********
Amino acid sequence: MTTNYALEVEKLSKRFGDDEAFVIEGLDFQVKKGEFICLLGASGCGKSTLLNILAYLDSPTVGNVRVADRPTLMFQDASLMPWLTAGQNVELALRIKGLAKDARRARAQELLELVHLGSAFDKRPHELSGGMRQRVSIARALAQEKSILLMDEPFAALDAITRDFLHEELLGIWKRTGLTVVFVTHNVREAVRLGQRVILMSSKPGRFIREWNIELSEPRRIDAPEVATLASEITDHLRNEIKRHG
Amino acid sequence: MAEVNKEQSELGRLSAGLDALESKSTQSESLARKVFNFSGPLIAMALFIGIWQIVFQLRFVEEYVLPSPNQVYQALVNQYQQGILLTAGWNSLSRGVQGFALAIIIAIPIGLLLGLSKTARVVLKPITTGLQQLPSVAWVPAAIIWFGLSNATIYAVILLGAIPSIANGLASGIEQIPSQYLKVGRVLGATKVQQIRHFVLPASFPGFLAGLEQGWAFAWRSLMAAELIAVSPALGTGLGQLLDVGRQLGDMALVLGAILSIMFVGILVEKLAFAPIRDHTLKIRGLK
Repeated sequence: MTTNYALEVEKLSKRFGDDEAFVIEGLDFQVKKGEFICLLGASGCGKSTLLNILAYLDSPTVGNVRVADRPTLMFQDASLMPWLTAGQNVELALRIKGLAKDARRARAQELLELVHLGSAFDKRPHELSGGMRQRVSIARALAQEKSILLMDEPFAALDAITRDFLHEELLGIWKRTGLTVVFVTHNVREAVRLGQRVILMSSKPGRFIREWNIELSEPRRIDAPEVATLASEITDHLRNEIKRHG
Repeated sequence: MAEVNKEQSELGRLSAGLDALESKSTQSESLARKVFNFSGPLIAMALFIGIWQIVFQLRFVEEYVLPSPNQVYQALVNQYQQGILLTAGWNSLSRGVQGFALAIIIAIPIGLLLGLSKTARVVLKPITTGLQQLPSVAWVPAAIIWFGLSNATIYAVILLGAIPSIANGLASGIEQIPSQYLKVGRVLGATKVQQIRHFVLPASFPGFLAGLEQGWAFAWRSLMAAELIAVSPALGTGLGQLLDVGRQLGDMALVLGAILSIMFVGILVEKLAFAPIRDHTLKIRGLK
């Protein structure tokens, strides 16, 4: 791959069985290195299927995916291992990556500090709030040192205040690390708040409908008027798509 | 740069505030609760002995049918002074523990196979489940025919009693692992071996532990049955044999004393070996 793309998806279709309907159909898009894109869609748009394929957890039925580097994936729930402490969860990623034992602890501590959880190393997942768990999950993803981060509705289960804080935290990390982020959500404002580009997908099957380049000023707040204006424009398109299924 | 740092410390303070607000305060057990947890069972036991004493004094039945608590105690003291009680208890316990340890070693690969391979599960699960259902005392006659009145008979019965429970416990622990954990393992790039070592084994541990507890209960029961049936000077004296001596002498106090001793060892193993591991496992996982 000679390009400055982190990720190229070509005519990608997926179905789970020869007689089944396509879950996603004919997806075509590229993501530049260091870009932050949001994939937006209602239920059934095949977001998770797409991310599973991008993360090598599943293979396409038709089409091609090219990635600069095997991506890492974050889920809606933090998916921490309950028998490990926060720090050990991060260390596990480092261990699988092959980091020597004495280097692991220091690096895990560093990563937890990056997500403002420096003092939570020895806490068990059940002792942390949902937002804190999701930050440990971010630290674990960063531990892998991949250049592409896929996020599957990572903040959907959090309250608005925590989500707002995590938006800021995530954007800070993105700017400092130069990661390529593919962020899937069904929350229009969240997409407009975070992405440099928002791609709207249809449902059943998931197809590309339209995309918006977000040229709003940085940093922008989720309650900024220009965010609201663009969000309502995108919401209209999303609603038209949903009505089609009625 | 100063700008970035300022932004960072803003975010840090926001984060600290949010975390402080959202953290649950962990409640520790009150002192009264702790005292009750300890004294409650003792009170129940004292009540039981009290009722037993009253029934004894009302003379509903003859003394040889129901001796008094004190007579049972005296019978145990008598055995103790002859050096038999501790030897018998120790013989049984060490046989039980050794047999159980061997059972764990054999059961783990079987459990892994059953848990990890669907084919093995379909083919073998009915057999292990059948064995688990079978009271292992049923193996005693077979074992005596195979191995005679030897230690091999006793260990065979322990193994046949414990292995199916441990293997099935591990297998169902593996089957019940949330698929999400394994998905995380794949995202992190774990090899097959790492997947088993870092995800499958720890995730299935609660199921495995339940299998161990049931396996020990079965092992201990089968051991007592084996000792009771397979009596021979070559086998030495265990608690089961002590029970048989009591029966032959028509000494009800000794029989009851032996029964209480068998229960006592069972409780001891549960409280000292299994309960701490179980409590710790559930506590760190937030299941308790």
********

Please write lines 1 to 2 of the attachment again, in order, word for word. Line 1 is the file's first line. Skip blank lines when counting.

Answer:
Amino acid sequence: MTTNYALEVEKLSKRFGDDEAFVIEGLDFQVKKGEFICLLGASGCGKSTLLNILAYLDSPTVGNVRVADRPTLMFQDASLMPWLTAGQNVELALRIKGLAKDARRARAQELLELVHLGSAFDKRPHELSGGMRQRVSIARALAQEKSILLMDEPFAALDAITRDFLHEELLGIWKRTGLTVVFVTHNVREAVRLGQRVILMSSKPGRFIREWNIELSEPRRIDAPEVATLASEITDHLRNEIKRHG
Amino acid sequence: MAEVNKEQSELGRLSAGLDALESKSTQSESLARKVFNFSGPLIAMALFIGIWQIVFQLRFVEEYVLPSPNQVYQALVNQYQQGILLTAGWNSLSRGVQGFALAIIIAIPIGLLLGLSKTARVVLKPITTGLQQLPSVAWVPAAIIWFGLSNATIYAVILLGAIPSIANGLASGIEQIPSQYLKVGRVLGATKVQQIRHFVLPASFPGFLAGLEQGWAFAWRSLMAAELIAVSPALGTGLGQLLDVGRQLGDMALVLGAILSIMFVGILVEKLAFAPIRDHTLKIRGLK